U.S. Government Tries to Mug the Mayor of London
It was only a matter of time before America's economic grab for global imperium, embodied in tax laws and, particularly, the Foreign Account Tax Compliant Act (FATCA), ran up against somebody who might actually be able to push back. Not content to roll those who reside within its own borders, the federal government insists that U.S. citizens and even long-term residents who now live abroad and may not have had a glimpse of amber waves of grain in many years owe Uncle Sam a piece of the take—and that financial institutions around the world must snitch on them to ease the mugging.
Such a broad definition of those subject to the IRS's tender ministrations reaches far and wide. It reaches so far that American tax authorities say Boris Johnson (pictured), the mayor of London, owes capital gains taxes to the land of his birth, even though he hasn't lived here since he was five years old.
The thing about Boris Johnson, who says he won't pay, is that he's not your average pushover for the thugs who keep the U.S. government fat and happy. He's not just the mayor of an important city, but he's a player in Britain's ruling Conservative Party, and discussed as a potential future prime minister of the country.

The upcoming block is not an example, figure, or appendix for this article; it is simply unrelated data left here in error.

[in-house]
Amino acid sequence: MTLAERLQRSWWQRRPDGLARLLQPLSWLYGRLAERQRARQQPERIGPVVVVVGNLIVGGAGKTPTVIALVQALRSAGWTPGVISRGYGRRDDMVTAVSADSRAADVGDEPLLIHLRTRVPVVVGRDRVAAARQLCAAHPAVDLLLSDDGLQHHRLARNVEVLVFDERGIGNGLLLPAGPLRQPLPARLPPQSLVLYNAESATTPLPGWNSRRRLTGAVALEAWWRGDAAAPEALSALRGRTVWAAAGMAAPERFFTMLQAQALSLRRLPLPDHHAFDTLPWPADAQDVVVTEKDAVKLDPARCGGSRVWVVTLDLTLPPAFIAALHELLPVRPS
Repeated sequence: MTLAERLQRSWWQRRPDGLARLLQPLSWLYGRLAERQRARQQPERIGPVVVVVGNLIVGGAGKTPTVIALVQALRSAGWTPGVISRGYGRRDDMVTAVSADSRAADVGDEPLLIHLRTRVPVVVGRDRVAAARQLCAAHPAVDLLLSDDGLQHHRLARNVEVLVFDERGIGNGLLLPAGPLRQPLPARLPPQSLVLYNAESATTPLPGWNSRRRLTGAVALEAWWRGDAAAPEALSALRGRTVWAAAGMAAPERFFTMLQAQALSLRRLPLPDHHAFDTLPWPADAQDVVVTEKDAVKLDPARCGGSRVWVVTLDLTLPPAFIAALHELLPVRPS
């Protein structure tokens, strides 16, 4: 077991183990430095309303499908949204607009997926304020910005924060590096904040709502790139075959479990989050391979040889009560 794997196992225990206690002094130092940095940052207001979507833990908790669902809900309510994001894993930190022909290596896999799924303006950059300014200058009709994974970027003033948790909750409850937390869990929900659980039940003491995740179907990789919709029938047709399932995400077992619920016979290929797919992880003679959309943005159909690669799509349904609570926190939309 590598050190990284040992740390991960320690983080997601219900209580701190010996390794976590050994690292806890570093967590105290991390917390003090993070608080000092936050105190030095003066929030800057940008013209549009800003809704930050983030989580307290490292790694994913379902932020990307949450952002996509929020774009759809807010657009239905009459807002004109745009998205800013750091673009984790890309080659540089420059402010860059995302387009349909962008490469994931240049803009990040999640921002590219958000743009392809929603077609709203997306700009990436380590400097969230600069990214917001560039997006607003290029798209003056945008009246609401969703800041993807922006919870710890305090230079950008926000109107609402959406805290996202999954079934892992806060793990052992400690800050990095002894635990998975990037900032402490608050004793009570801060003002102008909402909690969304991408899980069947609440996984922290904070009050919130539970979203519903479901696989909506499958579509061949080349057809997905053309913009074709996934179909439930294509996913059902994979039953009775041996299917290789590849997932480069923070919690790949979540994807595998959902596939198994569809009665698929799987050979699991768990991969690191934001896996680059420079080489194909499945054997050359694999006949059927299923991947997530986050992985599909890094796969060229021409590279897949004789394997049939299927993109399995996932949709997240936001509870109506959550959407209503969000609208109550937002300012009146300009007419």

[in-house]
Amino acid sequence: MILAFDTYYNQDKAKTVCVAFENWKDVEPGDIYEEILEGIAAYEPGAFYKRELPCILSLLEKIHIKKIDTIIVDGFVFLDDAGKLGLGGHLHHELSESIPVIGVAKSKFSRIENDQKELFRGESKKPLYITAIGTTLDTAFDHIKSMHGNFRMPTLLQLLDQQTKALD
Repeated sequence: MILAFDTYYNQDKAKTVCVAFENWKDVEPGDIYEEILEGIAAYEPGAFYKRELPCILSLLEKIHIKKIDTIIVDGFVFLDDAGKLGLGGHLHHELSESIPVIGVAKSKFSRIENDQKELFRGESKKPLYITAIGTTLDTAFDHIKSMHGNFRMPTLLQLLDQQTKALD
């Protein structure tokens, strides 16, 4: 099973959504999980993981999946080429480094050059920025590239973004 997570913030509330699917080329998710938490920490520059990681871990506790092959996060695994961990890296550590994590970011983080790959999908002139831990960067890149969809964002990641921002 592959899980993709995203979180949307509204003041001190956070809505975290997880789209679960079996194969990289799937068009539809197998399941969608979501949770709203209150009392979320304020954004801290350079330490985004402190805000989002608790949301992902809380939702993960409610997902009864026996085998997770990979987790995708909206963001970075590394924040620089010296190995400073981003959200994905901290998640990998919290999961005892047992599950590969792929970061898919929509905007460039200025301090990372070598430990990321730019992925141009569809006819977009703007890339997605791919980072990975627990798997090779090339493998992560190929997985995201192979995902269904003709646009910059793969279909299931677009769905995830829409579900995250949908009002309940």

Perhaps ironically, the U.K. was once forced to spin off an important North American subsidiary partially over tax issues. That subsidiary appears to have learned the wrong lessons from the unpleasant incident.
All of which is to say, while the U.K. knuckled under to U.S. demands that it act as a deputy American tax collector, Johnson is pretty well positioned to put a hitch in that arrangement.
The question is whether Johnson, as a connected poitical figure, makes separate peace with the IRS, emphasizing that the IRS's reach applies only to the powerless. That might have some interesting international ramifications. Or will he carve out a wider exception that gives others a little relief from America's official muggers?
Or maybe the IRS will just exercise America's imperial muscle and try to make even Johnson turn out his pockets to demonstrate its power.